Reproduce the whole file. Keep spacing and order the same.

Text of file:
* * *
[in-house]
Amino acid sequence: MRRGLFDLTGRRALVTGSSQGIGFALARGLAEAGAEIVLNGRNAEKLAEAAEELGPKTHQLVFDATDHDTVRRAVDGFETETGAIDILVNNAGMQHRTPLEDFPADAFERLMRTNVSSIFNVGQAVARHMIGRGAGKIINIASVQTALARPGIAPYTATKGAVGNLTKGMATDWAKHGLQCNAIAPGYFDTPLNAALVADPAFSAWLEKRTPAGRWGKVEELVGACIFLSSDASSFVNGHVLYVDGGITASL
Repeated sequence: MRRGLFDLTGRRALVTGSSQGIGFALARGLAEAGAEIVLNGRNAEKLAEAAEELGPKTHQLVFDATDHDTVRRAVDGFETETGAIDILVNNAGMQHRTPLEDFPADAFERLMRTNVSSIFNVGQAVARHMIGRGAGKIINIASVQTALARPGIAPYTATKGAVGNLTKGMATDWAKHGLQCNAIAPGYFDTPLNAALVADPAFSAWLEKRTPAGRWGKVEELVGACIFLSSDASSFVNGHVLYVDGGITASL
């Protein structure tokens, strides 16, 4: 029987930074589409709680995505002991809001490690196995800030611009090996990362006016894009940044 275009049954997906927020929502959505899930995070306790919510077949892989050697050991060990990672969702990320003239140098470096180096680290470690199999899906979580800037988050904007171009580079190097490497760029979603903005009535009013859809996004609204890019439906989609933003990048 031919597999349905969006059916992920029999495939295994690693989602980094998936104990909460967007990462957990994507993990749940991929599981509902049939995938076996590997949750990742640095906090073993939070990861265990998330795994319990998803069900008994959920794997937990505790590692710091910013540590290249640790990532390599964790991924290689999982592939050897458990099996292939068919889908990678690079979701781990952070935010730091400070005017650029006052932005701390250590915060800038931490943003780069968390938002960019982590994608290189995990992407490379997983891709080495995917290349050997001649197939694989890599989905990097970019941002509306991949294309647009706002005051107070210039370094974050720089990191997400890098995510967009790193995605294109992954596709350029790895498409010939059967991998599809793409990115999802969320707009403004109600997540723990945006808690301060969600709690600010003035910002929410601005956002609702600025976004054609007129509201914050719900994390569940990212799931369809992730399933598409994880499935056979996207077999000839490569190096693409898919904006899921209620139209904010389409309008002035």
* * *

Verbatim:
[in-house]
Amino acid sequence: MRRGLFDLTGRRALVTGSSQGIGFALARGLAEAGAEIVLNGRNAEKLAEAAEELGPKTHQLVFDATDHDTVRRAVDGFETETGAIDILVNNAGMQHRTPLEDFPADAFERLMRTNVSSIFNVGQAVARHMIGRGAGKIINIASVQTALARPGIAPYTATKGAVGNLTKGMATDWAKHGLQCNAIAPGYFDTPLNAALVADPAFSAWLEKRTPAGRWGKVEELVGACIFLSSDASSFVNGHVLYVDGGITASL
Repeated sequence: MRRGLFDLTGRRALVTGSSQGIGFALARGLAEAGAEIVLNGRNAEKLAEAAEELGPKTHQLVFDATDHDTVRRAVDGFETETGAIDILVNNAGMQHRTPLEDFPADAFERLMRTNVSSIFNVGQAVARHMIGRGAGKIINIASVQTALARPGIAPYTATKGAVGNLTKGMATDWAKHGLQCNAIAPGYFDTPLNAALVADPAFSAWLEKRTPAGRWGKVEELVGACIFLSSDASSFVNGHVLYVDGGITASL
């Protein structure tokens, strides 16, 4: 029987930074589409709680995505002991809001490690196995800030611009090996990362006016894009940044 275009049954997906927020929502959505899930995070306790919510077949892989050697050991060990990672969702990320003239140098470096180096680290470690199999899906979580800037988050904007171009580079190097490497760029979603903005009535009013859809996004609204890019439906989609933003990048 031919597999349905969006059916992920029999495939295994690693989602980094998936104990909460967007990462957990994507993990749940991929599981509902049939995938076996590997949750990742640095906090073993939070990861265990998330795994319990998803069900008994959920794997937990505790590692710091910013540590290249640790990532390599964790991924290689999982592939050897458990099996292939068919889908990678690079979701781990952070935010730091400070005017650029006052932005701390250590915060800038931490943003780069968390938002960019982590994608290189995990992407490379997983891709080495995917290349050997001649197939694989890599989905990097970019941002509306991949294309647009706002005051107070210039370094974050720089990191997400890098995510967009790193995605294109992954596709350029790895498409010939059967991998599809793409990115999802969320707009403004109600997540723990945006808690301060969600709690600010003035910002929410601005956002609702600025976004054609007129509201914050719900994390569940990212799931369809992730399933598409994880499935056979996207077999000839490569190096693409898919904006899921209620139209904010389409309008002035």